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  • Writer's pictureRev. Kathy Wolf Reed

People Who Speak This Way

Updated: Aug 27, 2019

In the fall of 1965, Auburn High School was integrated for the first time. Two African-American students, one boy and one girl, were enrolled. Image by James Coleman @

FPC Auburn, AL

Luke 12:32-40

32 "Do not be afraid, little flock, for it is your Father's good pleasure to give you the kingdom. 33 Sell your possessions, and give alms. Make purses for yourselves that do not wear out, an unfailing treasure in heaven, where no thief comes near and no moth destroys. 34 For where your treasure is, there your heart will be also. 35 "Be dressed for action and have your lamps lit; 36 be like those who are waiting for their master to return from the wedding banquet, so that they may open the door for him as soon as he comes and knocks. 37 Blessed are those slaves whom the master finds alert when he comes; truly I tell you, he will fasten his belt and have them sit down to eat, and he will come and serve them. 38 If he comes during the middle of the night, or near dawn, and finds them so, blessed are those slaves. 39 "But know this: if the owner of the house had known at what hour the thief was coming, he would not have let his house be broken into. 40 You also must be ready, for the Son of Man is coming at an unexpected hour.”

Hebrews 11:1-3, 8-16

1 Now faith is the assurance of things hoped for, the conviction of things not seen. 2 Indeed, by faith our ancestors received approval. 3 By faith we understand that the worlds were prepared by the word of God, so that what is seen was made from things that are not visible. 8 By faith Abraham obeyed when he was called to set out for a place that he was to receive as an inheritance; and he set out, not knowing where he was going. 9 By faith he stayed for a time in the land he had been promised, as in a foreign land, living in tents, as did Isaac and Jacob, who were heirs with him of the same promise. 10 For he looked forward to the city that has foundations, whose architect and builder is God. 11 By faith he received power of procreation, even though he was too old—and Sarah herself was barren—because he considered him faithful who had promised. 12 Therefore from one person, and this one as good as dead, descendants were born, "as many as the stars of heaven and as the innumerable grains of sand by the seashore." 13 All of these died in faith without having received the promises, but from a distance they saw and greeted them. They confessed that they were strangers and foreigners on the earth, 14 for people who speak in this way make it clear that they are seeking a homeland. 15 If they had been thinking of the land that they had left behind, they would have had opportunity to return. 16 But as it is, they desire a better country, that is, a heavenly one. Therefore God is not ashamed to be called their God; indeed, he has prepared a city for them.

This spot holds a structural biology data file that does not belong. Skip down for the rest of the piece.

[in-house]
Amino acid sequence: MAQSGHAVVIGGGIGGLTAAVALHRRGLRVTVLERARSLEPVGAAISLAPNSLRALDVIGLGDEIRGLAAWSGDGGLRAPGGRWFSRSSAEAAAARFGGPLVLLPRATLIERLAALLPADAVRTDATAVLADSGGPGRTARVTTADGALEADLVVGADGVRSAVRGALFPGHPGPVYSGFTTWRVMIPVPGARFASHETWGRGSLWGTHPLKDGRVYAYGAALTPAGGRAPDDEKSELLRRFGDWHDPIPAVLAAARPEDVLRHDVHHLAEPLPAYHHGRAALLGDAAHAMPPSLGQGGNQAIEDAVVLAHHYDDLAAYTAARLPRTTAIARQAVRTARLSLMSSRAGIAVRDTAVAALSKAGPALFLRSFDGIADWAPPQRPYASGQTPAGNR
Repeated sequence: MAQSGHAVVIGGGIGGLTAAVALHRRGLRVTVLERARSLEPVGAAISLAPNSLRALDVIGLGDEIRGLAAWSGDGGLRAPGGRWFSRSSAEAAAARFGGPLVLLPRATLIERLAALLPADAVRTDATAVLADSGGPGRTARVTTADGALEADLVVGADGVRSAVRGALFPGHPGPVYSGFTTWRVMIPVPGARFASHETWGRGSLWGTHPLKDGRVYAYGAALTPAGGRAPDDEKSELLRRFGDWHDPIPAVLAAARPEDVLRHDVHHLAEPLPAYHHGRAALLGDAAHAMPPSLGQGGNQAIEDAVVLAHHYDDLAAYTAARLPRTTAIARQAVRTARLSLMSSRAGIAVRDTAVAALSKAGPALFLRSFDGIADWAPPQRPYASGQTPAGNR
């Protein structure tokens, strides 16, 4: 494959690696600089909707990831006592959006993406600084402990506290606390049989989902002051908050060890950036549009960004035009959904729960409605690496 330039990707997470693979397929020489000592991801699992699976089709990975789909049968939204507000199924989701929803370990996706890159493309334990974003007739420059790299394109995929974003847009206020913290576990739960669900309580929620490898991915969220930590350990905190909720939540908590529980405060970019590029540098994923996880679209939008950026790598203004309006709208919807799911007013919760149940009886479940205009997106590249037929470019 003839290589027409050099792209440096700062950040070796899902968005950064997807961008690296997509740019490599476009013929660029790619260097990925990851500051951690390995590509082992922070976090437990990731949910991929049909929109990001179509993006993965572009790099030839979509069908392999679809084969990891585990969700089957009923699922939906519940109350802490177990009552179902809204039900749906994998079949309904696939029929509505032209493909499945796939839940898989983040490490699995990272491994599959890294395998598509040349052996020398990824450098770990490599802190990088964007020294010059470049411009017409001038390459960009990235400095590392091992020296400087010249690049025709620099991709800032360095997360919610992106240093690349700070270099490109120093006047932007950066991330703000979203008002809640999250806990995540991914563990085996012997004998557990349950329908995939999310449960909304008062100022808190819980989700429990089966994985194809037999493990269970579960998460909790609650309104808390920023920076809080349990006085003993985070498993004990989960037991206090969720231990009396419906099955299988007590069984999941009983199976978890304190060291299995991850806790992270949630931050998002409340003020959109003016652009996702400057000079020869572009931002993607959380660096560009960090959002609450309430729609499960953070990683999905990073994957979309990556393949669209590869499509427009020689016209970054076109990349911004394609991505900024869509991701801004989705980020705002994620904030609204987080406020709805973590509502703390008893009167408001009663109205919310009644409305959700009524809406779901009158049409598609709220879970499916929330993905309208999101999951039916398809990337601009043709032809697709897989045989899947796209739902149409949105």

This is the Word of the Lord.


An Ode To Sunday School

Months ago, as I was planning for today, my thought was that this sermon would be somewhat of an “ode to Sunday School” to get the fall kicked off. And then the summer began to unfold. Details of inhumane conditions at our southern border. Last weekend, not one but two acts of mass violence in El Paso and Dayton. And now, stories of parents being taken into custody with no thought given as to what would happen to their children. And the closer we got to today the more I began to wonder if a sermon on the importance of Sunday School would seem a bit absurd.

Unless maybe, now more than ever, the time we spend here each week in worship and study, set apart time to come before God and be strengthened in our faith - is exactly what we need to recommit ourselves to if we are to go out and witness to God’s justice and redemption.

A History of Fear

If we can find a way to take a step back and look at the greater scope of history we’re quickly reminded that acts of hate-fueled violence don’t materialize out of nowhere. They begin with words and ideologies rooted almost exclusively in a rhetoric of FEAR.

In 1867 Congress passed the Reconstruction Act, granting black men (former slaves) citizenship rights in United States. Now, these former slaves could vote. Now, they could even run for office. They could go to school. They could have a voice, their words and ideas could be heard and shared and help bring about change following an era of inexcusable treatment.

And this scared white supremacists.